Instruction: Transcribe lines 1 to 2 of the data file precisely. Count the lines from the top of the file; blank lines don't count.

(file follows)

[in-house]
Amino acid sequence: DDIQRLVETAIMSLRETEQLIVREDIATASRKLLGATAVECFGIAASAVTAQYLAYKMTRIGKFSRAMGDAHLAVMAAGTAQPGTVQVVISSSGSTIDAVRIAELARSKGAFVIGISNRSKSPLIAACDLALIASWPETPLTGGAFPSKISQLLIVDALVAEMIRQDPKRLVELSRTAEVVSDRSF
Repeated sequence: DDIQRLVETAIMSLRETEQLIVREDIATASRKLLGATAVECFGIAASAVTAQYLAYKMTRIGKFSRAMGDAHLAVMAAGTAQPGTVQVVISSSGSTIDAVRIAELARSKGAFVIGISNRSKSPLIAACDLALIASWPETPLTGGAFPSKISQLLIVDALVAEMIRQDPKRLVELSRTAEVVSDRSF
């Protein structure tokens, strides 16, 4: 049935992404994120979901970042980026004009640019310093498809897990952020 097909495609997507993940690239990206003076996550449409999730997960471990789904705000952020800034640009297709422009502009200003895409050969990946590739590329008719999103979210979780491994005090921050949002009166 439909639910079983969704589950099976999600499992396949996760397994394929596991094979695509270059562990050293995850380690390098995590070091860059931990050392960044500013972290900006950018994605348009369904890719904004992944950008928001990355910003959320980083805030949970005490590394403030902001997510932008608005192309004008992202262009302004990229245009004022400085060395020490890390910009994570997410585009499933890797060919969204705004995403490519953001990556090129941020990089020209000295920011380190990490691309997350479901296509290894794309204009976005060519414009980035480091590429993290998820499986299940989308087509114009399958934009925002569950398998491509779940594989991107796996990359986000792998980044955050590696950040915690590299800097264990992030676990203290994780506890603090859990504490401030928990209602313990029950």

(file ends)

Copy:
[in-house]
Amino acid sequence: DDIQRLVETAIMSLRETEQLIVREDIATASRKLLGATAVECFGIAASAVTAQYLAYKMTRIGKFSRAMGDAHLAVMAAGTAQPGTVQVVISSSGSTIDAVRIAELARSKGAFVIGISNRSKSPLIAACDLALIASWPETPLTGGAFPSKISQLLIVDALVAEMIRQDPKRLVELSRTAEVVSDRSF